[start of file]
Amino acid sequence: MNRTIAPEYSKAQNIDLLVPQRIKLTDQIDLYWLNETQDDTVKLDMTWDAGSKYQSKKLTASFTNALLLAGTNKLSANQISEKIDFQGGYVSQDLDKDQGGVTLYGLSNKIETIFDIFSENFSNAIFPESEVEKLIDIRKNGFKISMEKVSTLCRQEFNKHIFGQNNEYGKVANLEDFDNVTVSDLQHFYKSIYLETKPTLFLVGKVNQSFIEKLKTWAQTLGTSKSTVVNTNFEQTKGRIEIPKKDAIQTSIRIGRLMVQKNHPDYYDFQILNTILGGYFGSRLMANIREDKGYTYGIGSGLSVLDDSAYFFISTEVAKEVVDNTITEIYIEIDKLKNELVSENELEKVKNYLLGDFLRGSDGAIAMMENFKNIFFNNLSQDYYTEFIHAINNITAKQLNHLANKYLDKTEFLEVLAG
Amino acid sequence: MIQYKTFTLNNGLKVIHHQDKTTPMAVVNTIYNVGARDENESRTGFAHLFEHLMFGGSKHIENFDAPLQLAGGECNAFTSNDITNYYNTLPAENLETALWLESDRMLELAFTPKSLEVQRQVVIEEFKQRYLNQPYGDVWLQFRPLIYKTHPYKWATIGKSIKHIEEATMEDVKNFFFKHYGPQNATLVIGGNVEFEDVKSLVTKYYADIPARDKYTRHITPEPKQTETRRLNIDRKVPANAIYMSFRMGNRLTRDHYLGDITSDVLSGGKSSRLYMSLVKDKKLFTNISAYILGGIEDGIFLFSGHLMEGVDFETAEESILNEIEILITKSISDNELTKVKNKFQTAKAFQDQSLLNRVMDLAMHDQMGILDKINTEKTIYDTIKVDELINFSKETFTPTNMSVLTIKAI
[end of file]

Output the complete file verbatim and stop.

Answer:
Amino acid sequence: MNRTIAPEYSKAQNIDLLVPQRIKLTDQIDLYWLNETQDDTVKLDMTWDAGSKYQSKKLTASFTNALLLAGTNKLSANQISEKIDFQGGYVSQDLDKDQGGVTLYGLSNKIETIFDIFSENFSNAIFPESEVEKLIDIRKNGFKISMEKVSTLCRQEFNKHIFGQNNEYGKVANLEDFDNVTVSDLQHFYKSIYLETKPTLFLVGKVNQSFIEKLKTWAQTLGTSKSTVVNTNFEQTKGRIEIPKKDAIQTSIRIGRLMVQKNHPDYYDFQILNTILGGYFGSRLMANIREDKGYTYGIGSGLSVLDDSAYFFISTEVAKEVVDNTITEIYIEIDKLKNELVSENELEKVKNYLLGDFLRGSDGAIAMMENFKNIFFNNLSQDYYTEFIHAINNITAKQLNHLANKYLDKTEFLEVLAG
Amino acid sequence: MIQYKTFTLNNGLKVIHHQDKTTPMAVVNTIYNVGARDENESRTGFAHLFEHLMFGGSKHIENFDAPLQLAGGECNAFTSNDITNYYNTLPAENLETALWLESDRMLELAFTPKSLEVQRQVVIEEFKQRYLNQPYGDVWLQFRPLIYKTHPYKWATIGKSIKHIEEATMEDVKNFFFKHYGPQNATLVIGGNVEFEDVKSLVTKYYADIPARDKYTRHITPEPKQTETRRLNIDRKVPANAIYMSFRMGNRLTRDHYLGDITSDVLSGGKSSRLYMSLVKDKKLFTNISAYILGGIEDGIFLFSGHLMEGVDFETAEESILNEIEILITKSISDNELTKVKNKFQTAKAFQDQSLLNRVMDLAMHDQMGILDKINTEKTIYDTIKVDELINFSKETFTPTNMSVLTIKAI